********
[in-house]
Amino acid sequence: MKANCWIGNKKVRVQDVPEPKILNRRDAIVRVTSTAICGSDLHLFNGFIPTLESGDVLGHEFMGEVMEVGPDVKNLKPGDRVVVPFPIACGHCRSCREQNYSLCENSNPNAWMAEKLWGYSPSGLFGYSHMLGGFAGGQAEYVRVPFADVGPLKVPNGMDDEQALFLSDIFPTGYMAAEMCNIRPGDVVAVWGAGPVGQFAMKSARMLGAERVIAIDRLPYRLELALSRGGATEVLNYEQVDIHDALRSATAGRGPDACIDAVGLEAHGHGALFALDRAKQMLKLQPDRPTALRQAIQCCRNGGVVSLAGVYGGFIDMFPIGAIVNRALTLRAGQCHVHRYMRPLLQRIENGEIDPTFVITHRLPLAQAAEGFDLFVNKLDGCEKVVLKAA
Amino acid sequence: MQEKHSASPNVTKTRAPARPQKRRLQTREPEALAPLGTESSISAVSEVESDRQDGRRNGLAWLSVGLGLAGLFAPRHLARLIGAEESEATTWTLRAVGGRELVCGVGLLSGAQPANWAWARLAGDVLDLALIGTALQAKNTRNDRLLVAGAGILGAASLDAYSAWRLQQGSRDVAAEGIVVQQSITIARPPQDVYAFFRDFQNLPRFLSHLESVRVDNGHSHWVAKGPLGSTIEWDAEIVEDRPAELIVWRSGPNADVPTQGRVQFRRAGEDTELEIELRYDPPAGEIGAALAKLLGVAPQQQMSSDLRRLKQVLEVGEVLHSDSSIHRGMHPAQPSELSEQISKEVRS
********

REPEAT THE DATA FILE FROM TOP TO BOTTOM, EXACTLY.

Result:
[in-house]
Amino acid sequence: MKANCWIGNKKVRVQDVPEPKILNRRDAIVRVTSTAICGSDLHLFNGFIPTLESGDVLGHEFMGEVMEVGPDVKNLKPGDRVVVPFPIACGHCRSCREQNYSLCENSNPNAWMAEKLWGYSPSGLFGYSHMLGGFAGGQAEYVRVPFADVGPLKVPNGMDDEQALFLSDIFPTGYMAAEMCNIRPGDVVAVWGAGPVGQFAMKSARMLGAERVIAIDRLPYRLELALSRGGATEVLNYEQVDIHDALRSATAGRGPDACIDAVGLEAHGHGALFALDRAKQMLKLQPDRPTALRQAIQCCRNGGVVSLAGVYGGFIDMFPIGAIVNRALTLRAGQCHVHRYMRPLLQRIENGEIDPTFVITHRLPLAQAAEGFDLFVNKLDGCEKVVLKAA
Amino acid sequence: MQEKHSASPNVTKTRAPARPQKRRLQTREPEALAPLGTESSISAVSEVESDRQDGRRNGLAWLSVGLGLAGLFAPRHLARLIGAEESEATTWTLRAVGGRELVCGVGLLSGAQPANWAWARLAGDVLDLALIGTALQAKNTRNDRLLVAGAGILGAASLDAYSAWRLQQGSRDVAAEGIVVQQSITIARPPQDVYAFFRDFQNLPRFLSHLESVRVDNGHSHWVAKGPLGSTIEWDAEIVEDRPAELIVWRSGPNADVPTQGRVQFRRAGEDTELEIELRYDPPAGEIGAALAKLLGVAPQQQMSSDLRRLKQVLEVGEVLHSDSSIHRGMHPAQPSELSEQISKEVRS